This specific type of scam happens when fraudsters convince innocent victims that they are romantically interested in them and eventually con them
This specific type of scam happens when fraudsters convince innocent victims that they are romantically interested in them and eventually con them out of money. In this day and age, romance scams are usually carried out online with fraudsters creating fake profiles to lure in unsuspecting people. Santander is attempting to educate its customers on how to spot these dangerous scams.
The bank is warning that scammers play the long game with their victims in order to build trust and secure any money they can.
Many fraudsters create a reason why they cannot meet their “partner” but will also invent a reason to ask for financial help after an emotional attachment has been made.
Despite promising to repay their loved one back, fraudsters will then stop replying to messages and requests for repayment.
For instance, an excuse often used by romance scammers is help for travel payment or hospital bills, Santander said.
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On its website, the bank provided examples of how customers can best protect themselves from harm when faced with potential romance scams.
Santander stated: “Never send money to someone you haven’t met in person. Always consider the possibility that the approach may be a scam, particularly if the warning signs listed above appear.
“Try to remove the emotion from your decision making no matter how caring or persistent the ‘prospective partner’ is.
“Be wary of requests for money. Never send money or give credit card details, online account details, or copies of important personal documents to anyone you have met online.”
Recent analysis by Action Fraud has found that nearly £92million has been lost through dating scams in the last year.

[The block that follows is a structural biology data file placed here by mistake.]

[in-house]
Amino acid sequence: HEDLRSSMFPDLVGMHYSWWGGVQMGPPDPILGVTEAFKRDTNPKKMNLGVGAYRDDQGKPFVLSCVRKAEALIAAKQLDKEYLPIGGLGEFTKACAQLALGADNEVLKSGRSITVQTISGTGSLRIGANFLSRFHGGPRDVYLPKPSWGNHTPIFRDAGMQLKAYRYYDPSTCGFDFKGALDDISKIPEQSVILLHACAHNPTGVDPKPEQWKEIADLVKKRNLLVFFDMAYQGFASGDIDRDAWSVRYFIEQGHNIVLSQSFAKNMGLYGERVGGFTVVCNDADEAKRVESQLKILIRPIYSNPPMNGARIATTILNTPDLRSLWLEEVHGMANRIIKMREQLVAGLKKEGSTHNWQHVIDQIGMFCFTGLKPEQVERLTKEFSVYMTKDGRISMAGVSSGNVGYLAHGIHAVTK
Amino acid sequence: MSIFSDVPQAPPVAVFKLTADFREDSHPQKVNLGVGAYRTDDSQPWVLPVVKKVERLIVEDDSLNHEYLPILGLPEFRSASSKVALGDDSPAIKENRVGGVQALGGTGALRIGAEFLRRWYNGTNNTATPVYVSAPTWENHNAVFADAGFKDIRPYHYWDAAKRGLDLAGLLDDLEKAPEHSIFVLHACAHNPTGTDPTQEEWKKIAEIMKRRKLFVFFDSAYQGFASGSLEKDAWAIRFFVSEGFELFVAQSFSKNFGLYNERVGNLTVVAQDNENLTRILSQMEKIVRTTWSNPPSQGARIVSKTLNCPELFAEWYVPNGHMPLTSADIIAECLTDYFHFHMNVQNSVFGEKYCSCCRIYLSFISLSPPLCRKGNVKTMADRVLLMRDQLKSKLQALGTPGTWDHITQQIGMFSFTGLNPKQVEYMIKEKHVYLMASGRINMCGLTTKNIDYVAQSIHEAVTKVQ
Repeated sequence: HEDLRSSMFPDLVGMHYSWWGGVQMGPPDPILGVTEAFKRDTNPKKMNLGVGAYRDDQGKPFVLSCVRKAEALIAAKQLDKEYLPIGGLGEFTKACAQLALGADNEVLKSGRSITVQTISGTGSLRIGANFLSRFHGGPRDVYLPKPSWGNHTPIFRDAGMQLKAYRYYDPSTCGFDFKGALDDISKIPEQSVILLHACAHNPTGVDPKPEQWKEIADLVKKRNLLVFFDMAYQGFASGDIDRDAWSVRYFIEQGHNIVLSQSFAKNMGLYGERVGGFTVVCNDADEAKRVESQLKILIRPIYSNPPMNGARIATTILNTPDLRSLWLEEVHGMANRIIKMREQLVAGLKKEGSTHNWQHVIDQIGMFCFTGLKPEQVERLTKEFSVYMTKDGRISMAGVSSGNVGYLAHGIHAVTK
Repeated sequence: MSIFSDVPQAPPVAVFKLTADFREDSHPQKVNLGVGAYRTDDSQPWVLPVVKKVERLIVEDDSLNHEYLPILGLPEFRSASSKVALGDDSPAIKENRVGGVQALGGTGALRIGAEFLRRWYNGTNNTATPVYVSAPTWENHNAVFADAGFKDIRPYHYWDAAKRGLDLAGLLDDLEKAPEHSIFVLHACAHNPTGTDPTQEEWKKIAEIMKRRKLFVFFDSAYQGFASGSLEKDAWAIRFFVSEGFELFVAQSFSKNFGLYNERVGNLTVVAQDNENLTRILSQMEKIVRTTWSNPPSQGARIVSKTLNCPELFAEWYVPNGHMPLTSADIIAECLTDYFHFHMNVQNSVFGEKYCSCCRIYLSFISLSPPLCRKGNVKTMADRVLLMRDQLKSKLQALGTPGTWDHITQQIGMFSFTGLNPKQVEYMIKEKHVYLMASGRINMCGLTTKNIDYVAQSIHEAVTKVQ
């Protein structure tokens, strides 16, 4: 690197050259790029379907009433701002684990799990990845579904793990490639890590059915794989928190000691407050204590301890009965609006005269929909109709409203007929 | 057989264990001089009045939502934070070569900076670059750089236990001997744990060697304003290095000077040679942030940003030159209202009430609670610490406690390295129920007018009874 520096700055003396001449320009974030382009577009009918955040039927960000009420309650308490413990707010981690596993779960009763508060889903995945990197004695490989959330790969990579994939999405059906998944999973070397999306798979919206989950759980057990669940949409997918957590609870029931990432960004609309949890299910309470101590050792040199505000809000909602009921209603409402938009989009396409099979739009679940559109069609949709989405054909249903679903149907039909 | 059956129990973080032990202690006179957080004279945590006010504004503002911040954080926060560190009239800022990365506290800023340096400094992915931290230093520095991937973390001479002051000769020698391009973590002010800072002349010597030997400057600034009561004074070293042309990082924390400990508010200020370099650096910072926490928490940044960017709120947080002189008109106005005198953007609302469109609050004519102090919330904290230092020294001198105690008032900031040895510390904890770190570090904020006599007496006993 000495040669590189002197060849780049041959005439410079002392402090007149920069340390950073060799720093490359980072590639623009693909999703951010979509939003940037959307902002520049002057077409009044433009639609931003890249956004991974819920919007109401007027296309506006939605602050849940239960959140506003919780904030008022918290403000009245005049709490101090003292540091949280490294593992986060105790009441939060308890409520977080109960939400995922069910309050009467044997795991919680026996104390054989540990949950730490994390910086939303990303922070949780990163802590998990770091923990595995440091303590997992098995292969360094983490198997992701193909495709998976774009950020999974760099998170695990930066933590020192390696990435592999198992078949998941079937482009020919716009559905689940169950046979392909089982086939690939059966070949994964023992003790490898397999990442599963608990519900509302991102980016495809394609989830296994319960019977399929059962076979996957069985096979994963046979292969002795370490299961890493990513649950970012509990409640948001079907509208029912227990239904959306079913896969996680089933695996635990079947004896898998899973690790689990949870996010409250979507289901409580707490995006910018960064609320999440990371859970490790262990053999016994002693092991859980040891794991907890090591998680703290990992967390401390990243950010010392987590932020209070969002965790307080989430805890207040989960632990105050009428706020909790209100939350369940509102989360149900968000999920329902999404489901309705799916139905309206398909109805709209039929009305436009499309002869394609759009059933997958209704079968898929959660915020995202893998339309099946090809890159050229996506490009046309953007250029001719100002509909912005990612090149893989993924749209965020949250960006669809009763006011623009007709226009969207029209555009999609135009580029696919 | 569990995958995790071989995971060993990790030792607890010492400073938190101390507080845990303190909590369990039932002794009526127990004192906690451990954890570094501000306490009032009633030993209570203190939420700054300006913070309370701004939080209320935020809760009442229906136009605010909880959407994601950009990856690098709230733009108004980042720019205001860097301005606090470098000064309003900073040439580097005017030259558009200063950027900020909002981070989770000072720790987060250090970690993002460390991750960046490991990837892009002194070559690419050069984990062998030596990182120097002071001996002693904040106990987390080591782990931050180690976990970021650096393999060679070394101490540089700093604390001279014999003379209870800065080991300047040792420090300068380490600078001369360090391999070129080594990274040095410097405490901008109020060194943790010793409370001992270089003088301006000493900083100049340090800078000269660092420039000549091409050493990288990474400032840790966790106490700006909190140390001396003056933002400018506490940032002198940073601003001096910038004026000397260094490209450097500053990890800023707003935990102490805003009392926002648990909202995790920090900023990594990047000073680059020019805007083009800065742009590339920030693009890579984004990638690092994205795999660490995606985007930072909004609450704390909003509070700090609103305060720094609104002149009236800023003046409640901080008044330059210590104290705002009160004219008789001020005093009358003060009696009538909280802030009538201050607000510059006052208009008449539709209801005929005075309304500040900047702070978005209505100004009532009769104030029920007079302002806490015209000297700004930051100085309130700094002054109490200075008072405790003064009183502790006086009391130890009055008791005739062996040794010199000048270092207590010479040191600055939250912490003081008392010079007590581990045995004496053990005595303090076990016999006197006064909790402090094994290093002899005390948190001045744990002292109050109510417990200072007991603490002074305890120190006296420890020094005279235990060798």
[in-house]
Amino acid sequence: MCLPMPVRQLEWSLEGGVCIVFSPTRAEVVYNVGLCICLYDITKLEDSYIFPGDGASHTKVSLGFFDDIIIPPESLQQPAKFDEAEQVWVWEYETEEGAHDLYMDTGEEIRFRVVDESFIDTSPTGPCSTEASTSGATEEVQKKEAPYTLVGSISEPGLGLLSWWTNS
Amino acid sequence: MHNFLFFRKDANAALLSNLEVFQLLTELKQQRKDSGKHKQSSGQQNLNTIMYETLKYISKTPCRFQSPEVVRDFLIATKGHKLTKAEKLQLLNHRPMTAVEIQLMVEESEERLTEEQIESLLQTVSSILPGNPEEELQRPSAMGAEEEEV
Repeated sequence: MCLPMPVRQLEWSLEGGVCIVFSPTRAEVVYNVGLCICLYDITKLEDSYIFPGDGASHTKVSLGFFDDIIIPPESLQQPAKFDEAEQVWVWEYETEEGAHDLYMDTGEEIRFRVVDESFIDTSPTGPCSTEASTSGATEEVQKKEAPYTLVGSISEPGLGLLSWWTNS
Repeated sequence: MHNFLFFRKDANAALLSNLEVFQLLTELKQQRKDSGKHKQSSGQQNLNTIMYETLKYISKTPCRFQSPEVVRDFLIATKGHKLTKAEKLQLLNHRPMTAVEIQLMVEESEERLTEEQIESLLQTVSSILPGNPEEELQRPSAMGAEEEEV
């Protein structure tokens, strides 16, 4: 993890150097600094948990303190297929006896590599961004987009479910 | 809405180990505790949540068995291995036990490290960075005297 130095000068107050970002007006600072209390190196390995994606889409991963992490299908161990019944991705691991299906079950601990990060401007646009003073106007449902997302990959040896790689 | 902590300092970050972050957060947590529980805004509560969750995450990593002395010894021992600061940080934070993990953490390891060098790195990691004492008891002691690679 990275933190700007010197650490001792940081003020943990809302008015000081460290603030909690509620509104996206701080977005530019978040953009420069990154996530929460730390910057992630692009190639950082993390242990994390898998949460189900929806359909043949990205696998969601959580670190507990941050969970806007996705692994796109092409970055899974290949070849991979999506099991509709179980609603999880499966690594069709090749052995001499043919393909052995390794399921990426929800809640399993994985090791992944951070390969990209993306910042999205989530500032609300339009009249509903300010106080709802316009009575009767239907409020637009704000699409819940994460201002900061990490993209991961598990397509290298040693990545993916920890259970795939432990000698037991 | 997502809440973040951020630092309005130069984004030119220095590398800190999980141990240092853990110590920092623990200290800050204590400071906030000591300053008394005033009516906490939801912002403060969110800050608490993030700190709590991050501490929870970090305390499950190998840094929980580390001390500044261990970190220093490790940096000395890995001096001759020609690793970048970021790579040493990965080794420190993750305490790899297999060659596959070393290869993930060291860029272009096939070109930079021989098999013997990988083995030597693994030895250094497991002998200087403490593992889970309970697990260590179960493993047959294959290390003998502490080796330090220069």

One woman named Sally spoke with the scam watchdog about her father’s experience being the victim of a romance scam and how it impacted her wider family.
In his 60s and suffering from Parkinson’s, Sally’s father lost £1,000 to a romance scam after being approached by a woman on social media.
On the situation, Sally explained: “This whole experience has been incredibly stressful, for me as well as for my father and it was really hard to approach the subject with him.
“After he transferred the money, I spoke to him about what happened and I sent him news articles about romance fraud to help him understand this is a common type of scam.”
Despite this tumultuous episode, Sally was able to convince her bank to refund the money she lost after seeking guidance from the National Economic Crime Victim Care Unit (NECVCU).
She added: “I didn’t know what support I would get if I reported this, but having received such great advice from the NECVCU, I wish I had reported this earlier.
“This incident really affected my mental health and it was a huge relief to speak to someone who really understood how they could help both me and my father.
“Just knowing that someone was there and able to listen made such a difference and they went above and beyond to explain to my father how scammers work.”
Dr Hannah Shimko, a policy director at the Online Dating Association, added: “Online dating is now of the most common ways to meet a romantic partner. While most users are genuine, there are always those who are looking to take advantage of the vulnerable looking for love.
“It is essential users educate themselves on how to be a smart online dater, and to be aware of the actions fraudsters will use to manipulate them.
“Daters should check in with trusted family and friends during their online dating journey to share experience, and friends and family can watch for any change in behaviour.”